Nadav Slovin cultivates the fields of potatoes and other crops in the rural Litchfield Hills of northwestern Connecticut. As he moves between the rows, he could be mistaken for an Amish farmer, especially with his reddish beard and straw hat. Then again, maybe he looks more heimish than Amish – especially when you notice the tzitzit protruding from his pants and the kippa beneath his hat.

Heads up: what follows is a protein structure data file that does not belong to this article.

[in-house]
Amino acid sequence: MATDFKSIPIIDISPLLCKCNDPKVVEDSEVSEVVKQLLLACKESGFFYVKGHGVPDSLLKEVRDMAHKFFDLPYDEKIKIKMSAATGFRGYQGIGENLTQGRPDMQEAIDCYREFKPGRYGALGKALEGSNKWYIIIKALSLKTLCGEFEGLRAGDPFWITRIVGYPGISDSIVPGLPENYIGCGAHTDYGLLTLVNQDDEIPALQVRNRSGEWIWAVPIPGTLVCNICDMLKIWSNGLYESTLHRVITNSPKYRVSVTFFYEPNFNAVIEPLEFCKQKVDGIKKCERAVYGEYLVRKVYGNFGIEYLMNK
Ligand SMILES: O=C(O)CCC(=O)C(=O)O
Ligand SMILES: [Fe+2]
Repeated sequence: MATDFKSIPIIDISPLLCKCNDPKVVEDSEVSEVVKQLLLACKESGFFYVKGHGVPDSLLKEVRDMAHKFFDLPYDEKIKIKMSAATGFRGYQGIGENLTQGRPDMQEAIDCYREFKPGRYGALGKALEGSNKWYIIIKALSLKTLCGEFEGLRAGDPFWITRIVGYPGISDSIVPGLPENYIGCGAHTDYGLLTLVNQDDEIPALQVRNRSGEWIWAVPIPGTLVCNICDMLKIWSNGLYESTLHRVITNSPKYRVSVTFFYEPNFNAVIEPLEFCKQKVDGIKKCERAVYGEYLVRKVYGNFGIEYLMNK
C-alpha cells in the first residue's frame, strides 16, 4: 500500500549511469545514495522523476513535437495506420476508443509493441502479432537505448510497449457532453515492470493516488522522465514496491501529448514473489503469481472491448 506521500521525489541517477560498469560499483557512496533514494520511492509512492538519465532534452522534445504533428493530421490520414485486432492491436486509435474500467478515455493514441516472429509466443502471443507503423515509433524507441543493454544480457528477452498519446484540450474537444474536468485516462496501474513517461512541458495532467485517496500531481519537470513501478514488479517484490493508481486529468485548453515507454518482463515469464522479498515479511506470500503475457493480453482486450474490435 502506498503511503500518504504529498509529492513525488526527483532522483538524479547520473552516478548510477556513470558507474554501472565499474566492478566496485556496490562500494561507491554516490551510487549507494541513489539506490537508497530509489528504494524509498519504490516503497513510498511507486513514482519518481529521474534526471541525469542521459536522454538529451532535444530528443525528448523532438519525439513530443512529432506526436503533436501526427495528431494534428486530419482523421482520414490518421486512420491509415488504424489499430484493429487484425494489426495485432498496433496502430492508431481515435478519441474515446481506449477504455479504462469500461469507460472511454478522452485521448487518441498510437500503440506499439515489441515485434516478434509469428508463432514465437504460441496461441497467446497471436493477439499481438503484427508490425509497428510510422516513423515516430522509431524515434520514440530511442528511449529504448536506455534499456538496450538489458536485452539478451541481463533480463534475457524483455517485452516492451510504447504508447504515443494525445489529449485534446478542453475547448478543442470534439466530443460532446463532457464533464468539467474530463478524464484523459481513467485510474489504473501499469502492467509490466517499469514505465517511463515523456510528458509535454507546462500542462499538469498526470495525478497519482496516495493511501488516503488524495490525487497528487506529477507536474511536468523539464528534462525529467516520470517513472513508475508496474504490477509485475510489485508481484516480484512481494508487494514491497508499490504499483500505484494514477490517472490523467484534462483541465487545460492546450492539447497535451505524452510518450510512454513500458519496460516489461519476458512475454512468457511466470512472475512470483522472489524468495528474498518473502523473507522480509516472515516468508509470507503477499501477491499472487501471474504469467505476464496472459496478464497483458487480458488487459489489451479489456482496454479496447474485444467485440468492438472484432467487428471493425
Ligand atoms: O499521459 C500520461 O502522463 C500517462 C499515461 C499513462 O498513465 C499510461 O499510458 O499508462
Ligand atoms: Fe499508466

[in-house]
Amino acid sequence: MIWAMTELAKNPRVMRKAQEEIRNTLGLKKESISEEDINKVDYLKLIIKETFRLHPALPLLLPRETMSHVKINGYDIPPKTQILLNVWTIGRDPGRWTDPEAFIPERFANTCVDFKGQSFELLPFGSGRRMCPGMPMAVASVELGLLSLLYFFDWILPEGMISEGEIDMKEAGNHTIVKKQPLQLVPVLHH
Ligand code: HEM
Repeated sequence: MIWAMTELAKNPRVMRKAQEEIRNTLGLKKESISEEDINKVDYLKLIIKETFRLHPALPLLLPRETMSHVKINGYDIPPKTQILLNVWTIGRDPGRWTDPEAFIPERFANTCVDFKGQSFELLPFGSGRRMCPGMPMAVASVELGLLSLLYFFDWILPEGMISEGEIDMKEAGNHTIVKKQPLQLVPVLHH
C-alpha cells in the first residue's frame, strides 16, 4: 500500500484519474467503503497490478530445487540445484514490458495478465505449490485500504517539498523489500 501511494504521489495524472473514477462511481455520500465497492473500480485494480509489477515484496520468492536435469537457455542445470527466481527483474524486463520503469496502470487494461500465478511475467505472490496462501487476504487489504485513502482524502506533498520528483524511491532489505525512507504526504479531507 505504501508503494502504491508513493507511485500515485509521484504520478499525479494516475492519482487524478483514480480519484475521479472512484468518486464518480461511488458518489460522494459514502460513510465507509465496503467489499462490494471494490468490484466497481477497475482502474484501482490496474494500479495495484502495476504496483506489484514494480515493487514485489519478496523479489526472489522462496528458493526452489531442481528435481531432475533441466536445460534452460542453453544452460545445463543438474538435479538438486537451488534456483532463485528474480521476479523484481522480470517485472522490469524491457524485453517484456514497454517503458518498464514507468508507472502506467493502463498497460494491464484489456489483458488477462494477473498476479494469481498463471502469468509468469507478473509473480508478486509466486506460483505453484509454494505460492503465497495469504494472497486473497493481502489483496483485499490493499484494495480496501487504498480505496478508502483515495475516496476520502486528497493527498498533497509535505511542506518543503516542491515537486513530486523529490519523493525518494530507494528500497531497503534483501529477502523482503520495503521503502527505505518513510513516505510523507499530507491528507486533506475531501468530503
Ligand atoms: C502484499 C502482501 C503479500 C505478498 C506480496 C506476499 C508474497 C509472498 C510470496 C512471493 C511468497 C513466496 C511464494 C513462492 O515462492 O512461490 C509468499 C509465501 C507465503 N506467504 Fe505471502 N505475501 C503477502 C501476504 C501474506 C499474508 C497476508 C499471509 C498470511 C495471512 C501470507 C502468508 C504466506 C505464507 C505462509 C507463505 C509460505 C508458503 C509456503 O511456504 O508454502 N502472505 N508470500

The 22-year-old Slovin, raised in a Conservative Jewish home in Worcester, Massachusetts, is among a new breed of Jewish youth learning farming skills – as well as Jewish sensibilities and teachings – as a fellow with the Adamah Farm, a unit of the Isabella Freedman Center.

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